A Laboratory Powered by Deno, Fresh, and Tailwind
A Fresh approach
I built a route to generate the CSS files I needed. Neither Mocha nor Vitest works correctly with Deno, so I looked up the documentation on testing and wrote some unit tests. I haven’t checked whether UI testing with Playwright is possible.
Fresh generates a template that includes Twind (Tailwind as a standalone
tool). I’ve been skeptical of the utility classes pattern for a long time; now
I could try it myself. I can honestly say I find it much slower, more limiting, and more tedious
than the now-ancient BEM pattern. In addition, I initially
couldn’t seem to customize the library at all, or even tell whether the defaults were active: the
text-emerald-700 class shown in the Tailwind
documentation had no effect. After seeing something
relevant on Discord I restored the apparently ineffectual code I’d removed and found that
twind.config.ts did work. Ironically, however—considering the origin of the project—I can’t see
how to turn off CSS minification.
I thought Fresh does something special with forms when hydrated, but no. To allow regular form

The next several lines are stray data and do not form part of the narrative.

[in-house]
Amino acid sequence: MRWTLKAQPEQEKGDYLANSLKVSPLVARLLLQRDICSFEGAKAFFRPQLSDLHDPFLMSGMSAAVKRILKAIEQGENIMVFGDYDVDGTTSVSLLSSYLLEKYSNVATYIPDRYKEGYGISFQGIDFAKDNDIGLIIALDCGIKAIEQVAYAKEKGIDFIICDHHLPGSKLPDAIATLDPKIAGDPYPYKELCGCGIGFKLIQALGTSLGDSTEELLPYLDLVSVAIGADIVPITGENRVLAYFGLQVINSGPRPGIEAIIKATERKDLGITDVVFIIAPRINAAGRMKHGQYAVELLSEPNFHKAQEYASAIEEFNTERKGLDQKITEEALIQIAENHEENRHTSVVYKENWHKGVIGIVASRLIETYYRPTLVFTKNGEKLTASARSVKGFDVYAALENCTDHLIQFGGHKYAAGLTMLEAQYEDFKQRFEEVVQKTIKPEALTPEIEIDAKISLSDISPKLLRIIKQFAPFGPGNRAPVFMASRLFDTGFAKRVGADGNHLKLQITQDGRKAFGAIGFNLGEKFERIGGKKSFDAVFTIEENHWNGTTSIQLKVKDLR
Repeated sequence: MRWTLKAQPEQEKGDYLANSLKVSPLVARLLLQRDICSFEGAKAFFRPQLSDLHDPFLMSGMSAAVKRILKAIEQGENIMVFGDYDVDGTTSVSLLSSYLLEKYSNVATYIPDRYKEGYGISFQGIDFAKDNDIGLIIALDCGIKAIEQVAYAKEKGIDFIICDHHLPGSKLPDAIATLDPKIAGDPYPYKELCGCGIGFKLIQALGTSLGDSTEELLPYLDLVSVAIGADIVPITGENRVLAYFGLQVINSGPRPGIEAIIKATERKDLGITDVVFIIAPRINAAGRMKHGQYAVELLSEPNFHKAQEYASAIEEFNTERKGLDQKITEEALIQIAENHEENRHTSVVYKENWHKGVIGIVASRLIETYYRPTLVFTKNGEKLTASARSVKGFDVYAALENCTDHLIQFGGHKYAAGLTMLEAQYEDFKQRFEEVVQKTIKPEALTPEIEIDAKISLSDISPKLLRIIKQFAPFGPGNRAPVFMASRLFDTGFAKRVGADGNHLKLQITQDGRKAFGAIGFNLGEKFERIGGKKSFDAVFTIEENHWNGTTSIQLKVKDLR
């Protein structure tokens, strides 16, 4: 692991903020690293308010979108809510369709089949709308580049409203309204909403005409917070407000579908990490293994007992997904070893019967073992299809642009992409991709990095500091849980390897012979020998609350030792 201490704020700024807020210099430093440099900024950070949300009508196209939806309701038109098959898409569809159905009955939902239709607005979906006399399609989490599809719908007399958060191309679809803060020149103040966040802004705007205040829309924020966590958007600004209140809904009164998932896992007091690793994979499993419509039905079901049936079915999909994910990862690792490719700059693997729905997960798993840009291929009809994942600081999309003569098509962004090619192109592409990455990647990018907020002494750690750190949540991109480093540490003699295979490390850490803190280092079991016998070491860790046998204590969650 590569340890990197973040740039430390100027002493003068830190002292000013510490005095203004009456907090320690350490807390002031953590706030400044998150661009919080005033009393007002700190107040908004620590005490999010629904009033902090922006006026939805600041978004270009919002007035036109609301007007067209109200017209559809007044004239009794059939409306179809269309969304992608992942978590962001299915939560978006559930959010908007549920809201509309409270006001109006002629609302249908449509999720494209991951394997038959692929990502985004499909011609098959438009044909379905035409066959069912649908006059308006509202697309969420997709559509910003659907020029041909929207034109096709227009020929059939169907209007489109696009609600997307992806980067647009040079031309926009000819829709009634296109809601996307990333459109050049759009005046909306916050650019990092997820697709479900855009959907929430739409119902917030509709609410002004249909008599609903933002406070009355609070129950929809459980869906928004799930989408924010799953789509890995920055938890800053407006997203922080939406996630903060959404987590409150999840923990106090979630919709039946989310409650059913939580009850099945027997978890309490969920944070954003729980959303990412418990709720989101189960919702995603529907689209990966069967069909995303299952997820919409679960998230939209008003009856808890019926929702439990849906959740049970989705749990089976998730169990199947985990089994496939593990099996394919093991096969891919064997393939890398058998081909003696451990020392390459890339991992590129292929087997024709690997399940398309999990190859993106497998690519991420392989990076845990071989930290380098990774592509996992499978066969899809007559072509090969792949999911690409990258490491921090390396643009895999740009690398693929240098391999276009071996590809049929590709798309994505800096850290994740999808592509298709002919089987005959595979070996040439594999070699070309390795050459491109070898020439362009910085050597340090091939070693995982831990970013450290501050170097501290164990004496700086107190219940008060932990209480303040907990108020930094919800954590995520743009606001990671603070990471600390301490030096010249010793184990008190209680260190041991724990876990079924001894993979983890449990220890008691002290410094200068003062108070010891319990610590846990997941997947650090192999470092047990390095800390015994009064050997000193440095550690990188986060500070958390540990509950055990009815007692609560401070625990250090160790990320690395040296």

submission, I put each form in an
island and only hide
the submit button if
true (in which case
my event handlers are responsible for submitting the form). The second experiment worked
Impressions from baby’s first Deno project
Deno’s npm support confused me.
import x from "npm:y" failed in the general case, but
@preact/core worked. I eventually noticed Fresh had created an import map to enable
the latter. I’m now using Skypack or esm.sh URLs for npm modules. It’s unclear what the right
I told GitLab CI to cache the .deno directory, told Deno to use that directory, and ended up with
deno lint checking the entire dependency tree. It transpires that directories can’t be excluded
globally in deno.json. Putting identical
exclude entries under
test fixed it.
deno fmt disagrees with Prettier, which I suppose is because it uses the dprint formatter. I’m sticking to Prettier for consistency with other projects. Apart from that, I love the fast, tool-free Deno experience. Running my tests in CI the first time, with zero caching, took 16 seconds. npm would still have been resolving the dependency tree.
I made Emacs use the extremely fast deno run -A npm:prettier instead of npx prettier too (with a bit of help from b-fuze when it came to the correct invocations). I also set up colour conversion in Emacs using Deno, but that’s a story for another time.